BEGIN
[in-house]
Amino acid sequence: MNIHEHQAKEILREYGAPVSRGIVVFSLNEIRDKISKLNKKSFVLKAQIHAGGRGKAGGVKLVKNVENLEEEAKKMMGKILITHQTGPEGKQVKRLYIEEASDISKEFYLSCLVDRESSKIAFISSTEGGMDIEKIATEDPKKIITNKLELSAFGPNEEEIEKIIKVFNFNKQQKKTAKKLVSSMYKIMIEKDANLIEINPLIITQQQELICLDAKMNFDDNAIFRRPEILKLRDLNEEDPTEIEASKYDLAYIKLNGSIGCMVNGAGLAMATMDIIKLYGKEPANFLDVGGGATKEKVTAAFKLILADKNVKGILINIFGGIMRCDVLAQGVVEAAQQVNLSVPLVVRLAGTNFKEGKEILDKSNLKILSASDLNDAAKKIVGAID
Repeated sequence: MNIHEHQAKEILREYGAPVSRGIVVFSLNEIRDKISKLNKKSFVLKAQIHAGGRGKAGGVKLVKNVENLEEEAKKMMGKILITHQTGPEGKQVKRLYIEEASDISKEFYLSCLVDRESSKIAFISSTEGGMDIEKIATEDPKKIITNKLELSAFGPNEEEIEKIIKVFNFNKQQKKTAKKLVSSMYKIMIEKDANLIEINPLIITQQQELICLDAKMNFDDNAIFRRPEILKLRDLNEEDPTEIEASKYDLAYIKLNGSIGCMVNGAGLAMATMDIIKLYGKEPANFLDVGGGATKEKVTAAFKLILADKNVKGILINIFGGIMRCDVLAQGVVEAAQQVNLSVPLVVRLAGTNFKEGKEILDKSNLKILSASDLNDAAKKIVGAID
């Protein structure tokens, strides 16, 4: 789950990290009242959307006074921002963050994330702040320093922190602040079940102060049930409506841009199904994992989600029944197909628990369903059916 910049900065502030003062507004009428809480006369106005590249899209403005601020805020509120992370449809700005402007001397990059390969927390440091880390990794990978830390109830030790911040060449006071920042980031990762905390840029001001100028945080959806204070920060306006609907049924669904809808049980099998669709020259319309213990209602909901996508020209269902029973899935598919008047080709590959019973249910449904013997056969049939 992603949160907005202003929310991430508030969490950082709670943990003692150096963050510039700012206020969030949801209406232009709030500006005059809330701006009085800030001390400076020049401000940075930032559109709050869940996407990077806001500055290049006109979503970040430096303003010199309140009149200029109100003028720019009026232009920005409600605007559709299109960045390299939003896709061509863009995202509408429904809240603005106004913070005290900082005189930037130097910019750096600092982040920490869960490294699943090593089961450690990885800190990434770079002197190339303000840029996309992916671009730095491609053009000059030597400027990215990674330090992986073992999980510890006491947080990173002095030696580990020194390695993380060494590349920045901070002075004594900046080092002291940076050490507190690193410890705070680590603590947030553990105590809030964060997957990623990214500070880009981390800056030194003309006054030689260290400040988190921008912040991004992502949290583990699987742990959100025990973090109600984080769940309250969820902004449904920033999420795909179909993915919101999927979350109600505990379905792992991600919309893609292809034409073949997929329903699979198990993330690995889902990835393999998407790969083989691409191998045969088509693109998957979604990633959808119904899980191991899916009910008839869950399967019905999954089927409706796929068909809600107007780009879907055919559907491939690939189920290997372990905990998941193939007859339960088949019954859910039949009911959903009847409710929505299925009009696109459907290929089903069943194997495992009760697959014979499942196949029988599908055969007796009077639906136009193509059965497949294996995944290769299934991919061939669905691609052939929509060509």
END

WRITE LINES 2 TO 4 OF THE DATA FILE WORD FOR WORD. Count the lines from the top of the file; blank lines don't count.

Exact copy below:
Amino acid sequence: MNIHEHQAKEILREYGAPVSRGIVVFSLNEIRDKISKLNKKSFVLKAQIHAGGRGKAGGVKLVKNVENLEEEAKKMMGKILITHQTGPEGKQVKRLYIEEASDISKEFYLSCLVDRESSKIAFISSTEGGMDIEKIATEDPKKIITNKLELSAFGPNEEEIEKIIKVFNFNKQQKKTAKKLVSSMYKIMIEKDANLIEINPLIITQQQELICLDAKMNFDDNAIFRRPEILKLRDLNEEDPTEIEASKYDLAYIKLNGSIGCMVNGAGLAMATMDIIKLYGKEPANFLDVGGGATKEKVTAAFKLILADKNVKGILINIFGGIMRCDVLAQGVVEAAQQVNLSVPLVVRLAGTNFKEGKEILDKSNLKILSASDLNDAAKKIVGAID
Repeated sequence: MNIHEHQAKEILREYGAPVSRGIVVFSLNEIRDKISKLNKKSFVLKAQIHAGGRGKAGGVKLVKNVENLEEEAKKMMGKILITHQTGPEGKQVKRLYIEEASDISKEFYLSCLVDRESSKIAFISSTEGGMDIEKIATEDPKKIITNKLELSAFGPNEEEIEKIIKVFNFNKQQKKTAKKLVSSMYKIMIEKDANLIEINPLIITQQQELICLDAKMNFDDNAIFRRPEILKLRDLNEEDPTEIEASKYDLAYIKLNGSIGCMVNGAGLAMATMDIIKLYGKEPANFLDVGGGATKEKVTAAFKLILADKNVKGILINIFGGIMRCDVLAQGVVEAAQQVNLSVPLVVRLAGTNFKEGKEILDKSNLKILSASDLNDAAKKIVGAID
């Protein structure tokens, strides 16, 4: 789950990290009242959307006074921002963050994330702040320093922190602040079940102060049930409506841009199904994992989600029944197909628990369903059916 910049900065502030003062507004009428809480006369106005590249899209403005601020805020509120992370449809700005402007001397990059390969927390440091880390990794990978830390109830030790911040060449006071920042980031990762905390840029001001100028945080959806204070920060306006609907049924669904809808049980099998669709020259319309213990209602909901996508020209269902029973899935598919008047080709590959019973249910449904013997056969049939 992603949160907005202003929310991430508030969490950082709670943990003692150096963050510039700012206020969030949801209406232009709030500006005059809330701006009085800030001390400076020049401000940075930032559109709050869940996407990077806001500055290049006109979503970040430096303003010199309140009149200029109100003028720019009026232009920005409600605007559709299109960045390299939003896709061509863009995202509408429904809240603005106004913070005290900082005189930037130097910019750096600092982040920490869960490294699943090593089961450690990885800190990434770079002197190339303000840029996309992916671009730095491609053009000059030597400027990215990674330090992986073992999980510890006491947080990173002095030696580990020194390695993380060494590349920045901070002075004594900046080092002291940076050490507190690193410890705070680590603590947030553990105590809030964060997957990623990214500070880009981390800056030194003309006054030689260290400040988190921008912040991004992502949290583990699987742990959100025990973090109600984080769940309250969820902004449904920033999420795909179909993915919101999927979350109600505990379905792992991600919309893609292809034409073949997929329903699979198990993330690995889902990835393999998407790969083989691409191998045969088509693109998957979604990633959808119904899980191991899916009910008839869950399967019905999954089927409706796929068909809600107007780009879907055919559907491939690939189920290997372990905990998941193939007859339960088949019954859910039949009911959903009847409710929505299925009009696109459907290929089903069943194997495992009760697959014979499942196949029988599908055969007796009077639906136009193509059965497949294996995944290769299934991919061939669905691609052939929509060509």